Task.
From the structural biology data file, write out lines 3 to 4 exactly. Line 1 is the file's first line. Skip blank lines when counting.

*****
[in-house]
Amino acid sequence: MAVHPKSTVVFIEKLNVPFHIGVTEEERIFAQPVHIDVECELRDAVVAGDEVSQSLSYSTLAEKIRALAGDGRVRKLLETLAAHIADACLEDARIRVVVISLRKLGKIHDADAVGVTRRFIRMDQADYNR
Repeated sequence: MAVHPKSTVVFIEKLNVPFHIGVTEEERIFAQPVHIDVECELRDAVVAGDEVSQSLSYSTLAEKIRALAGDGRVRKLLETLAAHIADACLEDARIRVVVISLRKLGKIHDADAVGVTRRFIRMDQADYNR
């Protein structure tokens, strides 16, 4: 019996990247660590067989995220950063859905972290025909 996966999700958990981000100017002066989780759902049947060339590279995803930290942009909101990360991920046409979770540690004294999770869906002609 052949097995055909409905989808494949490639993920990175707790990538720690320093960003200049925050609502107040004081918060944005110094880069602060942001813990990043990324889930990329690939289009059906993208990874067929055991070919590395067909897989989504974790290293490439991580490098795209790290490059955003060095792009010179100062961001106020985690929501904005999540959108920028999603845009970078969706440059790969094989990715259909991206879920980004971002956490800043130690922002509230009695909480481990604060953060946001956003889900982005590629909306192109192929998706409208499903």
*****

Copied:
Repeated sequence: MAVHPKSTVVFIEKLNVPFHIGVTEEERIFAQPVHIDVECELRDAVVAGDEVSQSLSYSTLAEKIRALAGDGRVRKLLETLAAHIADACLEDARIRVVVISLRKLGKIHDADAVGVTRRFIRMDQADYNR
């Protein structure tokens, strides 16, 4: 019996990247660590067989995220950063859905972290025909 996966999700958990981000100017002066989780759902049947060339590279995803930290942009909101990360991920046409979770540690004294999770869906002609 052949097995055909409905989808494949490639993920990175707790990538720690320093960003200049925050609502107040004081918060944005110094880069602060942001813990990043990324889930990329690939289009059906993208990874067929055991070919590395067909897989989504974790290293490439991580490098795209790290490059955003060095792009010179100062961001106020985690929501904005999540959108920028999603845009970078969706440059790969094989990715259909991206879920980004971002956490800043130690922002509230009695909480481990604060953060946001956003889900982005590629909306192109192929998706409208499903």